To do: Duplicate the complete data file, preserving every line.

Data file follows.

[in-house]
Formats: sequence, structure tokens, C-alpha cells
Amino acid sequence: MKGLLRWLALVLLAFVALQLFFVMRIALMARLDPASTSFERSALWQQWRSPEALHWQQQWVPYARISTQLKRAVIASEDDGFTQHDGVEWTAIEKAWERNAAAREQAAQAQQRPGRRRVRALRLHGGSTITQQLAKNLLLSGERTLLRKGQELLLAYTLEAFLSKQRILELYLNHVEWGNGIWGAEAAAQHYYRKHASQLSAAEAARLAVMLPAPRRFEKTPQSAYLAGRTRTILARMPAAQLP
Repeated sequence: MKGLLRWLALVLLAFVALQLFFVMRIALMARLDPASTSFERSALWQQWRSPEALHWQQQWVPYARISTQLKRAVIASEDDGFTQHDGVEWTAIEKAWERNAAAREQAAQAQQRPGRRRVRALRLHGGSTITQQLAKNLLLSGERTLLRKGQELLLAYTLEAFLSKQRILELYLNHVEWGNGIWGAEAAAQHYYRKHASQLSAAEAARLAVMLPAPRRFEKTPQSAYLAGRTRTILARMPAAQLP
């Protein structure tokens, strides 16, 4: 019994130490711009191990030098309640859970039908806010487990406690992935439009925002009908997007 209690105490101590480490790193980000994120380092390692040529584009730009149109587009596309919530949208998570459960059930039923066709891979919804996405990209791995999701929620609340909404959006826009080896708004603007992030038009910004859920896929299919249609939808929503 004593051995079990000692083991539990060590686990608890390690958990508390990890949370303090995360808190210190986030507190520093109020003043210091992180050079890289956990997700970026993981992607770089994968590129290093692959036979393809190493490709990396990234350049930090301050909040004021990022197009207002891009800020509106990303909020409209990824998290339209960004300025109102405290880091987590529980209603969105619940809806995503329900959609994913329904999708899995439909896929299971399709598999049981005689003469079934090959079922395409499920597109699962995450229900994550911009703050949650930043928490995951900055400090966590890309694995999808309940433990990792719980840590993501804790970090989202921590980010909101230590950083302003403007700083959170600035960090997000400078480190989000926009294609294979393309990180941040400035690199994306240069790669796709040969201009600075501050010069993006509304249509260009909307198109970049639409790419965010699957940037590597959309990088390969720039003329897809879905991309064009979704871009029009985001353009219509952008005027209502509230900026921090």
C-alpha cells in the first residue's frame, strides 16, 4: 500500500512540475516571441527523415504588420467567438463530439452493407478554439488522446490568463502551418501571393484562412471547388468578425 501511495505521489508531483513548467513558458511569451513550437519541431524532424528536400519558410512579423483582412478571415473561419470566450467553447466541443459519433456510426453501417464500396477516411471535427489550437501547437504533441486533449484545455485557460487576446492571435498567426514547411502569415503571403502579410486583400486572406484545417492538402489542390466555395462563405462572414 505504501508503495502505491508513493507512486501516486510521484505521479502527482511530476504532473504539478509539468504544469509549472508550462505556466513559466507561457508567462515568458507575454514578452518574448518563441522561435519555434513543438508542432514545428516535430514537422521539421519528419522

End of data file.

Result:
[in-house]
Formats: sequence, structure tokens, C-alpha cells
Amino acid sequence: MKGLLRWLALVLLAFVALQLFFVMRIALMARLDPASTSFERSALWQQWRSPEALHWQQQWVPYARISTQLKRAVIASEDDGFTQHDGVEWTAIEKAWERNAAAREQAAQAQQRPGRRRVRALRLHGGSTITQQLAKNLLLSGERTLLRKGQELLLAYTLEAFLSKQRILELYLNHVEWGNGIWGAEAAAQHYYRKHASQLSAAEAARLAVMLPAPRRFEKTPQSAYLAGRTRTILARMPAAQLP
Repeated sequence: MKGLLRWLALVLLAFVALQLFFVMRIALMARLDPASTSFERSALWQQWRSPEALHWQQQWVPYARISTQLKRAVIASEDDGFTQHDGVEWTAIEKAWERNAAAREQAAQAQQRPGRRRVRALRLHGGSTITQQLAKNLLLSGERTLLRKGQELLLAYTLEAFLSKQRILELYLNHVEWGNGIWGAEAAAQHYYRKHASQLSAAEAARLAVMLPAPRRFEKTPQSAYLAGRTRTILARMPAAQLP
């Protein structure tokens, strides 16, 4: 019994130490711009191990030098309640859970039908806010487990406690992935439009925002009908997007 209690105490101590480490790193980000994120380092390692040529584009730009149109587009596309919530949208998570459960059930039923066709891979919804996405990209791995999701929620609340909404959006826009080896708004603007992030038009910004859920896929299919249609939808929503 004593051995079990000692083991539990060590686990608890390690958990508390990890949370303090995360808190210190986030507190520093109020003043210091992180050079890289956990997700970026993981992607770089994968590129290093692959036979393809190493490709990396990234350049930090301050909040004021990022197009207002891009800020509106990303909020409209990824998290339209960004300025109102405290880091987590529980209603969105619940809806995503329900959609994913329904999708899995439909896929299971399709598999049981005689003469079934090959079922395409499920597109699962995450229900994550911009703050949650930043928490995951900055400090966590890309694995999808309940433990990792719980840590993501804790970090989202921590980010909101230590950083302003403007700083959170600035960090997000400078480190989000926009294609294979393309990180941040400035690199994306240069790669796709040969201009600075501050010069993006509304249509260009909307198109970049639409790419965010699957940037590597959309990088390969720039003329897809879905991309064009979704871009029009985001353009219509952008005027209502509230900026921090």
C-alpha cells in the first residue's frame, strides 16, 4: 500500500512540475516571441527523415504588420467567438463530439452493407478554439488522446490568463502551418501571393484562412471547388468578425 501511495505521489508531483513548467513558458511569451513550437519541431524532424528536400519558410512579423483582412478571415473561419470566450467553447466541443459519433456510426453501417464500396477516411471535427489550437501547437504533441486533449484545455485557460487576446492571435498567426514547411502569415503571403502579410486583400486572406484545417492538402489542390466555395462563405462572414 505504501508503495502505491508513493507512486501516486510521484505521479502527482511530476504532473504539478509539468504544469509549472508550462505556466513559466507561457508567462515568458507575454514578452518574448518563441522561435519555434513543438508542432514545428516535430514537422521539421519528419522